By Sam Proctor, Smart Solutions Research & Development
I love making this stuff, it’s so satisfying to get from the beginning to the end, from a shaky nothing idea to something that’s well formed and the audience really likes. I’ve learned from experience that if you work harder at it, and apply more energy and time to it, and more consistency, you get a better result. It comes from the work.
The idea behind the Smart Data Acquisition Box is to create a data logging device that will give us the location on the track, speed & attitude. As a bare minimum, later we would want to interface this unit to the OBD port and obtain real-time engine performance metrics.
Obtaining location on the motorcycle on the track is accomplished using GPS, for this task we are using a 10Hz GPS unit. Using the MTK3339 chipset and the breakout board from Adafruit
Interfacing this unit is simple via hardware UART, of course we could use a software serial port via ‘bit banging’ however for the 10Hz updates this might overburden the micro controller when the rest of the sensors are connected.
Measuring the ‘movement’ or inertial data of the motorcycle is required to calculate the attitude of the bike. For reference we use the Pitch, Roll & Yaw system as illustrated in the image below.
From this diagram we can easily see how Pitch, Roll & Yaw relates to the more commonly used names of Lean Angle and Wheelie Angle.
- Lean Angle: Roll
- Wheelie Angle: Pitch
In order to calculate these angles we need to do some processing of raw data, the common term for this is a Attitude & Heading Reference Systems (AHRS). How this is accomplished is explained later for now we explain the sensors used to capture raw data for these calculations.So, for this we use two separate devices to capture the two sources of data:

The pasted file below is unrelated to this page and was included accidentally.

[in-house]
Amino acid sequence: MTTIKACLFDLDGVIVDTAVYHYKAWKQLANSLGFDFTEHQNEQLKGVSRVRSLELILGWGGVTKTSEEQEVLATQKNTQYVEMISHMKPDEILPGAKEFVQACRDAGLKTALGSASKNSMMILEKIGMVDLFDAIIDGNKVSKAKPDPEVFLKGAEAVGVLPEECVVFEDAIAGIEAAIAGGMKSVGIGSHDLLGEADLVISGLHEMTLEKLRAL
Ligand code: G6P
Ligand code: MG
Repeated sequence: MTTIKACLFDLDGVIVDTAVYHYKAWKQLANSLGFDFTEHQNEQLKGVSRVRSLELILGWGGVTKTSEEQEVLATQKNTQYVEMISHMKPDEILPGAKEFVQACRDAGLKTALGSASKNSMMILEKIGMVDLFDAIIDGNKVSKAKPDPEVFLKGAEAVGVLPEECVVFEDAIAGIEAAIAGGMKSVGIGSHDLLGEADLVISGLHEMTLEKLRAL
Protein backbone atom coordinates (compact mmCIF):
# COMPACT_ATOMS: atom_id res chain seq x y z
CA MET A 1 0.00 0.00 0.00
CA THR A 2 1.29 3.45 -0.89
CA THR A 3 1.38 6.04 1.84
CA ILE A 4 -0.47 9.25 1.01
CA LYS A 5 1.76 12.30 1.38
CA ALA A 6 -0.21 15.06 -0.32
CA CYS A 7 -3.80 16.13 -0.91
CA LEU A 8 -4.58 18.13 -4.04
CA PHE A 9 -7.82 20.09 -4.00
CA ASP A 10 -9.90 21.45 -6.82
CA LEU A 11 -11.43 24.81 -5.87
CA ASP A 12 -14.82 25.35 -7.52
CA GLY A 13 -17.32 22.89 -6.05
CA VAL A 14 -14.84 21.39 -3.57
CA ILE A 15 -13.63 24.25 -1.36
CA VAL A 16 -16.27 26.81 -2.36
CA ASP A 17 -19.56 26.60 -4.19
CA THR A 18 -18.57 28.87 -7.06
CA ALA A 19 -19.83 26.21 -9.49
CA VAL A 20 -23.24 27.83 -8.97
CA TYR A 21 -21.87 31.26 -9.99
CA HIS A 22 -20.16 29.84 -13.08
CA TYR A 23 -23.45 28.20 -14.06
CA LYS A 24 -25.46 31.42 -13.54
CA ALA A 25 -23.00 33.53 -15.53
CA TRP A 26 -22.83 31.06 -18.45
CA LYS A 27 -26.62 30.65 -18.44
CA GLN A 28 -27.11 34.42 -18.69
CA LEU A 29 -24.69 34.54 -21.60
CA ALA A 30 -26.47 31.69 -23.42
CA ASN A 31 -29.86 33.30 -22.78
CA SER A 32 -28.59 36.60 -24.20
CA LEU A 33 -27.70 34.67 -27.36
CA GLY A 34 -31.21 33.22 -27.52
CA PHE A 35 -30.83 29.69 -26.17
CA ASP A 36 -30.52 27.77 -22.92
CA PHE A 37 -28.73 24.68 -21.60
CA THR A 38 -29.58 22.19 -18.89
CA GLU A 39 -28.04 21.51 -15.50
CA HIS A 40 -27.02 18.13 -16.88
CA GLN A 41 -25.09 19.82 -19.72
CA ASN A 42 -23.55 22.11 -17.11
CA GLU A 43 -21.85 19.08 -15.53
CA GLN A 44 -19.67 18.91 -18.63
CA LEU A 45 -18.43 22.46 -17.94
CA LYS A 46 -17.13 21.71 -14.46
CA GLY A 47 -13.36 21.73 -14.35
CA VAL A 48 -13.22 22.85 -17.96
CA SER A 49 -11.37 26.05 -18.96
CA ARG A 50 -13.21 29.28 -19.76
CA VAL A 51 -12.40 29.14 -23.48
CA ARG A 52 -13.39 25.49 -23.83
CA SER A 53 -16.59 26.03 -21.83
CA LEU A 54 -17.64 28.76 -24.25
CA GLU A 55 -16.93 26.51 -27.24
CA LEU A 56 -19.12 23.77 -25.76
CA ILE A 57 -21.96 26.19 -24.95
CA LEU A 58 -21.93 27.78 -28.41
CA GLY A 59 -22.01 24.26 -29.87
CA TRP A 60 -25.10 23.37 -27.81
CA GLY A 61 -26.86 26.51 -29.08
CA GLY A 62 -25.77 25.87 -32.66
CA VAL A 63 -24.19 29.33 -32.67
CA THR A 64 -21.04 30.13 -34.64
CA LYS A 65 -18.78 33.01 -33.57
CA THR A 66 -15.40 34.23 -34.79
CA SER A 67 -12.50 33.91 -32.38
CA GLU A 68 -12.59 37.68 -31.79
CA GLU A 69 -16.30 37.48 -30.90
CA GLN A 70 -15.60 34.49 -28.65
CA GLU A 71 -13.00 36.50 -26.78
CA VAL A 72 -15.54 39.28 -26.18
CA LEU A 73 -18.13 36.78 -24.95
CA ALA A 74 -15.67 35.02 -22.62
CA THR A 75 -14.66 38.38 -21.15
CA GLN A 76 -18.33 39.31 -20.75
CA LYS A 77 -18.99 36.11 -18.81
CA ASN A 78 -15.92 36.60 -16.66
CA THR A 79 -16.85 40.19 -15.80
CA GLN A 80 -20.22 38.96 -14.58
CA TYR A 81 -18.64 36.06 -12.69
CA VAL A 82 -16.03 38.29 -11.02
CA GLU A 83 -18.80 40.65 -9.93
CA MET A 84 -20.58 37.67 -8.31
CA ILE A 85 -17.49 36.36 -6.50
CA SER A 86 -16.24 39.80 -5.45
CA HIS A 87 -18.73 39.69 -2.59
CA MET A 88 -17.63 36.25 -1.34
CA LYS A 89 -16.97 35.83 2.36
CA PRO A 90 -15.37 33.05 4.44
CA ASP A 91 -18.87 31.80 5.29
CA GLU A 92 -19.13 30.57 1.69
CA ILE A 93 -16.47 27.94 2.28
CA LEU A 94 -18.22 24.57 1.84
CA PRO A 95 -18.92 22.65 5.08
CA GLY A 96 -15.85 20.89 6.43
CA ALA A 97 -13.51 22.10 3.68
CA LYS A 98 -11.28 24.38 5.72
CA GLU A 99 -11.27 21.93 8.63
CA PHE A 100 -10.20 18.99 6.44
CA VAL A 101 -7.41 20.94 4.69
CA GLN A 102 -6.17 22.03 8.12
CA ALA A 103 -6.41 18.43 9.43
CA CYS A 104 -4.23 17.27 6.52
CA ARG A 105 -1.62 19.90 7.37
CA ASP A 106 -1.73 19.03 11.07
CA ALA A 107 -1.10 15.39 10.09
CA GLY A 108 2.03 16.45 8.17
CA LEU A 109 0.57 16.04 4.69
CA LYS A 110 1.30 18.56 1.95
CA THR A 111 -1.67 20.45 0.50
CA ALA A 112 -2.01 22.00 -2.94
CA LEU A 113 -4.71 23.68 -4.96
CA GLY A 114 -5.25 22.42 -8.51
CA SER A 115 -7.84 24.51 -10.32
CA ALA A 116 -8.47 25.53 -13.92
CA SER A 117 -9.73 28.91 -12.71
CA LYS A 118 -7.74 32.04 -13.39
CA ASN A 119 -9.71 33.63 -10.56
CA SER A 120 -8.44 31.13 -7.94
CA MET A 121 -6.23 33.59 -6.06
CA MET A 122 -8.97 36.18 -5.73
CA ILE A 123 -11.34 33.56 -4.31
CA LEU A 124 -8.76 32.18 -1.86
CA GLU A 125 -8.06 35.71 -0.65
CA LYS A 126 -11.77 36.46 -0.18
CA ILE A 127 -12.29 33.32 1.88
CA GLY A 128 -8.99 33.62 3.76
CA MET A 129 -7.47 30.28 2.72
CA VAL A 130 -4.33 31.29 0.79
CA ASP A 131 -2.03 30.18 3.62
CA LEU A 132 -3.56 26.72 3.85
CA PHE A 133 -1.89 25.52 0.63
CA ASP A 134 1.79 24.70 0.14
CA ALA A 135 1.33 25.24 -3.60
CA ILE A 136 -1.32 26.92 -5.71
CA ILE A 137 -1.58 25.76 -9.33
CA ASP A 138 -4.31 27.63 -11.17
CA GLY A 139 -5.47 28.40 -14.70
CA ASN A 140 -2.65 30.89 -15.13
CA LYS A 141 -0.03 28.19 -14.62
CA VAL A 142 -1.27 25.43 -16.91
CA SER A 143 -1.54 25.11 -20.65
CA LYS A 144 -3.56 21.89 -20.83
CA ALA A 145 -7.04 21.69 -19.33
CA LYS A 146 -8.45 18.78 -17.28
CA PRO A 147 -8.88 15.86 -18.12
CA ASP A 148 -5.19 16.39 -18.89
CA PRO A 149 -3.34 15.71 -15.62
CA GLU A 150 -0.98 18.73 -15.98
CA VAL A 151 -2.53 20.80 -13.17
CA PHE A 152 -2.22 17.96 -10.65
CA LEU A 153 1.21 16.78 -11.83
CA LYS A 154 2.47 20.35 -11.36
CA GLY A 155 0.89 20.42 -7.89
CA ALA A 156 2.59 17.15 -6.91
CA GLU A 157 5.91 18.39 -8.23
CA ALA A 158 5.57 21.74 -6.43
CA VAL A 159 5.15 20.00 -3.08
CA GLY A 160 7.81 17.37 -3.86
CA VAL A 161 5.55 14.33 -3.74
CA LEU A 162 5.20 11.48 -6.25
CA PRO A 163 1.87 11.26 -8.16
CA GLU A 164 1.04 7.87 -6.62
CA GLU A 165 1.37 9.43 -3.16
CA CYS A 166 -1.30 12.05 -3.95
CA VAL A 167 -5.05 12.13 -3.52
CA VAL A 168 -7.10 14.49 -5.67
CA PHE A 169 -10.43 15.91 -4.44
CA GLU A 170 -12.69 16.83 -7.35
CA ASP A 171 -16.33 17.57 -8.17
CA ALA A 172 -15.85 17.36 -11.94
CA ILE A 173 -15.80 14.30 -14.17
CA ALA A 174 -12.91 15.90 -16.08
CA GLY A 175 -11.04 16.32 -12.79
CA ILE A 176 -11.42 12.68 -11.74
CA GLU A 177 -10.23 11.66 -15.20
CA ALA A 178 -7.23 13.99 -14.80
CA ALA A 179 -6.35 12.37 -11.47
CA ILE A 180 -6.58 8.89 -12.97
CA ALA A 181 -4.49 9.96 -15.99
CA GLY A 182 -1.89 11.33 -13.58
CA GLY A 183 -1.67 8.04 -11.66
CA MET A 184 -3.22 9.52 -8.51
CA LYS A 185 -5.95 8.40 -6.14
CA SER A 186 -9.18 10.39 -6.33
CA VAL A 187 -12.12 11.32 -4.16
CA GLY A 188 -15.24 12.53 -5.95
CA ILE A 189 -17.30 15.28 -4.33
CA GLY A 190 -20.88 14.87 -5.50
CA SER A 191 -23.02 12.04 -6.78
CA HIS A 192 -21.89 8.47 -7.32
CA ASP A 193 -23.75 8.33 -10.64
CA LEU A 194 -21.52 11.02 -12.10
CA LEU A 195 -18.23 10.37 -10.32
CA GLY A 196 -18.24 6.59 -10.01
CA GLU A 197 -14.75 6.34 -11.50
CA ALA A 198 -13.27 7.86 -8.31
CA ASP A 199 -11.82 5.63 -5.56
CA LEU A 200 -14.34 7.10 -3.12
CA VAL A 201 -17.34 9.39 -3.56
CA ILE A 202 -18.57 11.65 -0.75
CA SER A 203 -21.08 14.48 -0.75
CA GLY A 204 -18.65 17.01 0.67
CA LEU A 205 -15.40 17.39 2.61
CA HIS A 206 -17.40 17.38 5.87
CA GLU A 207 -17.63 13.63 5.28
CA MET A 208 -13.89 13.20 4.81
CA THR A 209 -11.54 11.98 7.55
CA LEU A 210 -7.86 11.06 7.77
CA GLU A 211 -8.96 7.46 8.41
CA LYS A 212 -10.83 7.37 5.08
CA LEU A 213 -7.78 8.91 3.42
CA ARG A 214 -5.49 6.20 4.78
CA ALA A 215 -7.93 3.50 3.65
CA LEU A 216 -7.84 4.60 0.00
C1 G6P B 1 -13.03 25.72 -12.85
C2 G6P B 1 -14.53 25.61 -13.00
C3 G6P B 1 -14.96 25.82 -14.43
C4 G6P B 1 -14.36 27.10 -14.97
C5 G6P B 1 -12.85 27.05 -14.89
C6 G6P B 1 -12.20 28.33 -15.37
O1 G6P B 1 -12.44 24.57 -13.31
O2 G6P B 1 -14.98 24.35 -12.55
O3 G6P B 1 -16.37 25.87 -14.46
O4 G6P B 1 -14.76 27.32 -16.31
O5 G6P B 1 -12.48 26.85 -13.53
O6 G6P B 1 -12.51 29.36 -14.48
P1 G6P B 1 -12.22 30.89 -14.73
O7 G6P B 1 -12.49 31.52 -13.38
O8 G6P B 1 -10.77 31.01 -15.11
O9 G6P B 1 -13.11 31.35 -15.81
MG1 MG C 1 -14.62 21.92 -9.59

- Acceleration: LSM303 3-axis accelerometer: ±2g/±4g/±8g/±16g selectable scale
- Angular Rate: L3GD20H 3-axis gyroscope: ±250, ±500, or ±2000 degree-per-second scale
Thankfully we can get these sensors plus a temperature sensors and compass all together in another breakout board from AdaFruit
We also need something to record the data samples onto, since the analysis will take place post capture. For this we turn to AdaFruit again for a SD Card board that will allow us to write all the captured data to file.
Clearly we need some form of computer to read, process and store all these measurements. Since the unit is to be mounted on a bike and quite possibly many other forms of moving or vibrating equipment, the computer part should not be large or power hungry.
The Arduino project has seen massive use and development outside of the original board. It comes complete with an IDE and to make it complete adafruit provide software to interface to all there breakout boards.
Thankfully, the Arduino also comes in micro form, available from AdaFruit
Now we need to decide how to connect the sensors and SD Card board to the Arduino, thankfully, due to good documentation this is quite easy. The diagram below shows how each device will be connected.
Now that we have the design the circuit can be breadboarded, the reason for this step and not going straight into designing a box to house it on the bike is to ensure the components are all working and that we can do the calculations required.
Once this has been proven, then we can think about the best way to mount the device on a motorcycle.
Using a series of jumper wires we can quickly connect up the components, the image below shows the resultant circuit on a breadboard, the lights are illuminated since the Arduino is plugged into USB, which also provides power for the circuit.
Testing the Circuit
Testing the circuit at this stage consists of ensuring we can connect to each device from the Arduino, this is accomplished by running the example scripts that come bundled with the Arduino or those available from adafruit.